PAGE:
Lipid profiling (lipidomics) may be useful in revealing detailed information with regard to the effects on lipid metabolism, the cardiovascular risk and to differentiate between therapies. The aims of the present study were to: (1) analyze in depth the lipid changes induced byrosuvastatin and atorvastatin at different dosages; (2) compare differences between the two drugs with respect to the lipid profile change; (3) relate the findings with meaningful pathological mechanisms of coronary artery disease.
RESEARCH DESIGN AND METHODS:
Liquid chromatography-mass spectrometry was applied to obtain the metabolite profiles of plasma samples taken from a prospectively defined subset (n=80) of participants in the RADAR study where a randomly assigned treatment with rosuvastatin oratorvastatin in increasing dosages was administered during an 18-week period.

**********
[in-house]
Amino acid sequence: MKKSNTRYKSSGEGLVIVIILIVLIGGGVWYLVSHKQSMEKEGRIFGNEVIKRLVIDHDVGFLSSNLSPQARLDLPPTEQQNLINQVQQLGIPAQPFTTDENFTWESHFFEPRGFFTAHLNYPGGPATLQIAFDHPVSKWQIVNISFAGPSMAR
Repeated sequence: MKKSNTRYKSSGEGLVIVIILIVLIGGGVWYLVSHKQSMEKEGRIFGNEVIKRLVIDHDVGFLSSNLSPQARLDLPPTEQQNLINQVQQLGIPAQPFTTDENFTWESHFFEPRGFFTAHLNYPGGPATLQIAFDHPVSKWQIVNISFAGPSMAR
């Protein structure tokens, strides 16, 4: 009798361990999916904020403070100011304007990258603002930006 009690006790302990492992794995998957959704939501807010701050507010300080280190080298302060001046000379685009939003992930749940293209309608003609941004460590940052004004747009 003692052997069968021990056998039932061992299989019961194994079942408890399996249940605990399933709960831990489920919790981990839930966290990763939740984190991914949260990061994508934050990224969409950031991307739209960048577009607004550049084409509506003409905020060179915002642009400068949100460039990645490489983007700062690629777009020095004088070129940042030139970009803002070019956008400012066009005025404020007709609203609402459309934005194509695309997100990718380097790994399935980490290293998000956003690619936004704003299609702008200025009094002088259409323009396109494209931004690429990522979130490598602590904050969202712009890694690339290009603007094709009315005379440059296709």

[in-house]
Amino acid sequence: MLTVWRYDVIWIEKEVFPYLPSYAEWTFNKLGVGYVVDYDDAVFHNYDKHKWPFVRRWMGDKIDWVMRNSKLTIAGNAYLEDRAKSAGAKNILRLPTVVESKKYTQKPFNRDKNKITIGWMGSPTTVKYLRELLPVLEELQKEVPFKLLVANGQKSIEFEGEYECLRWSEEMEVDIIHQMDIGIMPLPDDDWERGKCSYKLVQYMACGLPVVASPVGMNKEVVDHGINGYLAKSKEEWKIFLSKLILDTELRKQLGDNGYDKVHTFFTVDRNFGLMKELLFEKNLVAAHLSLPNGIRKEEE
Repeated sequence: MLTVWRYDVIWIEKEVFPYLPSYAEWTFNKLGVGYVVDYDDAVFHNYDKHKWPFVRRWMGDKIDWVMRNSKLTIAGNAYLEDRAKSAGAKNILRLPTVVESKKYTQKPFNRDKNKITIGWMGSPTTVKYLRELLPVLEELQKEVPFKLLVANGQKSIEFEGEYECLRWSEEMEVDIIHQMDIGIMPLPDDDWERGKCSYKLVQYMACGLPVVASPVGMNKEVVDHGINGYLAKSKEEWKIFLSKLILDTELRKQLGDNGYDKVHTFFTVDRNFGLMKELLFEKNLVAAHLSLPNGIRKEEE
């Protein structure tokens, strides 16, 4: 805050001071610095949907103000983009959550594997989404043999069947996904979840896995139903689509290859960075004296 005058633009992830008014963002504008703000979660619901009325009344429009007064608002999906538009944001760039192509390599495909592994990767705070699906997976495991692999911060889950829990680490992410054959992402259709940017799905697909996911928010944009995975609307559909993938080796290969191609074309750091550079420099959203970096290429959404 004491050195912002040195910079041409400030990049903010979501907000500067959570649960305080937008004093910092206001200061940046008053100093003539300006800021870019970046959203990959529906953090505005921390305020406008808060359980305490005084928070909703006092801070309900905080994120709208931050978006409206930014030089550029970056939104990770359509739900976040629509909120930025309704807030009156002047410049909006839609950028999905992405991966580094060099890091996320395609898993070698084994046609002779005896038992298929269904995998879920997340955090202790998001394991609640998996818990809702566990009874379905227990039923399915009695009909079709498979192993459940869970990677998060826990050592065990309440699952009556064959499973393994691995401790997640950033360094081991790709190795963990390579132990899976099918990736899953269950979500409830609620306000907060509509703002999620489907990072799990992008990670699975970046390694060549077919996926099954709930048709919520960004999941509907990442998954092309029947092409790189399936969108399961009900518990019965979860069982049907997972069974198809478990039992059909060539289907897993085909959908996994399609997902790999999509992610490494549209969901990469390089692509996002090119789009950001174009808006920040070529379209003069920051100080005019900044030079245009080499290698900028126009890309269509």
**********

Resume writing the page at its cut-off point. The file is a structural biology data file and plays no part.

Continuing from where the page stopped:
A number of sphingomyelins (SPMs) and phosphatidylcholines (PCs) correlate with the different effects of the two statins on the LDL-C/HDL-C ratio. Rosuvastatin increased the plasma concentration of PCs after 6 and 18 weeks, while atorvastatin reduced the plasma concentrations of PCs at both timepoints and dosages (p<0.01 for between-treatment comparison). Both atorvastatin and rosuvastatin lowered plasma SPMs concentrations, but atorvastatin demonstrated a more pronounced effect with the highest dose (p=0.03). Rosuvastatin resulted in a significantly more effective lowering of the [SPMs/(SPMs + PCs)] ratio than atorvastatin at any dose/timepoint (p<0.05), a ratio reported to be of clinical importance in coronary artery disease.
The lipidomic technique has revealed that statins are different with regards to the effect on detailed lipid profile. The observed difference in lipids may be connected with different clinical outcomes as suggested by the [SPMs/(SPMs + PCs)] ratio.